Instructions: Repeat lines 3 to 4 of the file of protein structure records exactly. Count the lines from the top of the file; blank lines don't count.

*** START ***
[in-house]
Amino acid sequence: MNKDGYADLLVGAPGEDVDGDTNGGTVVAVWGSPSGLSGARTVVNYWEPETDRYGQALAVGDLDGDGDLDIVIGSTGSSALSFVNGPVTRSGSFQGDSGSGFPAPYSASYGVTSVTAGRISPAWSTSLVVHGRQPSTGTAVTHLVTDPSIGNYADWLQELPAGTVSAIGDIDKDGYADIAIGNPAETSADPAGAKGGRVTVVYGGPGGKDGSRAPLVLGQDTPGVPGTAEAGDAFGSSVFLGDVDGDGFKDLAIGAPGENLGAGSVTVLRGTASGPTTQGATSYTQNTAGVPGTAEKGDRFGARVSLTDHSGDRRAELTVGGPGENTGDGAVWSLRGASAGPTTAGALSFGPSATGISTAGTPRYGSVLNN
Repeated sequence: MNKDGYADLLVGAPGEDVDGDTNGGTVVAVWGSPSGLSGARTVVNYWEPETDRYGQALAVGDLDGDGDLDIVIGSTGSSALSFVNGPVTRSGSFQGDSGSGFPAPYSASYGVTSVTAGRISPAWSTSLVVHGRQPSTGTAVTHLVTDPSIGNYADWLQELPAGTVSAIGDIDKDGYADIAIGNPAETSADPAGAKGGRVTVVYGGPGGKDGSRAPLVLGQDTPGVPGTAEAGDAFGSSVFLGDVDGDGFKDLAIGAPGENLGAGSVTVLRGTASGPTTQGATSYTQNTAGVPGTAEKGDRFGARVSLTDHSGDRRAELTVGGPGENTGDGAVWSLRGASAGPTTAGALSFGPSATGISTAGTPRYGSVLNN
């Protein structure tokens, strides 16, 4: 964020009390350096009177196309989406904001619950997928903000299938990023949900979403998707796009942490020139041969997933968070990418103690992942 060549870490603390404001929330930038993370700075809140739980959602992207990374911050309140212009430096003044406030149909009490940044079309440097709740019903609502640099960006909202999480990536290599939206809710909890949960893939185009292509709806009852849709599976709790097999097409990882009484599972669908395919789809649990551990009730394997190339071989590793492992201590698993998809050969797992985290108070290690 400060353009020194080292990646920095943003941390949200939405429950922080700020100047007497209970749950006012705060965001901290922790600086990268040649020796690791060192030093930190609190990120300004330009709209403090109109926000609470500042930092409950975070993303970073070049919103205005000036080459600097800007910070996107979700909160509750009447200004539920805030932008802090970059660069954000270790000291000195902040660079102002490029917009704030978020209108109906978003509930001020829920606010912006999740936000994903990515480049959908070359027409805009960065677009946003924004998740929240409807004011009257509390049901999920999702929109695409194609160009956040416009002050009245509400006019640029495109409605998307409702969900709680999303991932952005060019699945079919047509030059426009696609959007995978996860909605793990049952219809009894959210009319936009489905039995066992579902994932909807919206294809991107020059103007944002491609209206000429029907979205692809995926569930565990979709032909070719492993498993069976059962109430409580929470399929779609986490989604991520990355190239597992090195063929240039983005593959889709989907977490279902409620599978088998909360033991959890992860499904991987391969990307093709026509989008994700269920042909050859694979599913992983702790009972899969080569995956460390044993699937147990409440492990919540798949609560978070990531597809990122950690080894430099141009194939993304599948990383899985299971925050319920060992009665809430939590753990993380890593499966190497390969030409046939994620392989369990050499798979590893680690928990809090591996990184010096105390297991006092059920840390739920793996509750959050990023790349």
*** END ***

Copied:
Repeated sequence: MNKDGYADLLVGAPGEDVDGDTNGGTVVAVWGSPSGLSGARTVVNYWEPETDRYGQALAVGDLDGDGDLDIVIGSTGSSALSFVNGPVTRSGSFQGDSGSGFPAPYSASYGVTSVTAGRISPAWSTSLVVHGRQPSTGTAVTHLVTDPSIGNYADWLQELPAGTVSAIGDIDKDGYADIAIGNPAETSADPAGAKGGRVTVVYGGPGGKDGSRAPLVLGQDTPGVPGTAEAGDAFGSSVFLGDVDGDGFKDLAIGAPGENLGAGSVTVLRGTASGPTTQGATSYTQNTAGVPGTAEKGDRFGARVSLTDHSGDRRAELTVGGPGENTGDGAVWSLRGASAGPTTAGALSFGPSATGISTAGTPRYGSVLNN
């Protein structure tokens, strides 16, 4: 964020009390350096009177196309989406904001619950997928903000299938990023949900979403998707796009942490020139041969997933968070990418103690992942 060549870490603390404001929330930038993370700075809140739980959602992207990374911050309140212009430096003044406030149909009490940044079309440097709740019903609502640099960006909202999480990536290599939206809710909890949960893939185009292509709806009852849709599976709790097999097409990882009484599972669908395919789809649990551990009730394997190339071989590793492992201590698993998809050969797992985290108070290690 400060353009020194080292990646920095943003941390949200939405429950922080700020100047007497209970749950006012705060965001901290922790600086990268040649020796690791060192030093930190609190990120300004330009709209403090109109926000609470500042930092409950975070993303970073070049919103205005000036080459600097800007910070996107979700909160509750009447200004539920805030932008802090970059660069954000270790000291000195902040660079102002490029917009704030978020209108109906978003509930001020829920606010912006999740936000994903990515480049959908070359027409805009960065677009946003924004998740929240409807004011009257509390049901999920999702929109695409194609160009956040416009002050009245509400006019640029495109409605998307409702969900709680999303991932952005060019699945079919047509030059426009696609959007995978996860909605793990049952219809009894959210009319936009489905039995066992579902994932909807919206294809991107020059103007944002491609209206000429029907979205692809995926569930565990979709032909070719492993498993069976059962109430409580929470399929779609986490989604991520990355190239597992090195063929240039983005593959889709989907977490279902409620599978088998909360033991959890992860499904991987391969990307093709026509989008994700269920042909050859694979599913992983702790009972899969080569995956460390044993699937147990409440492990919540798949609560978070990531597809990122950690080894430099141009194939993304599948990383899985299971925050319920060992009665809430939590753990993380890593499966190497390969030409046939994620392989369990050499798979590893680690928990809090591996990184010096105390297991006092059920840390739920793996509750959050990023790349």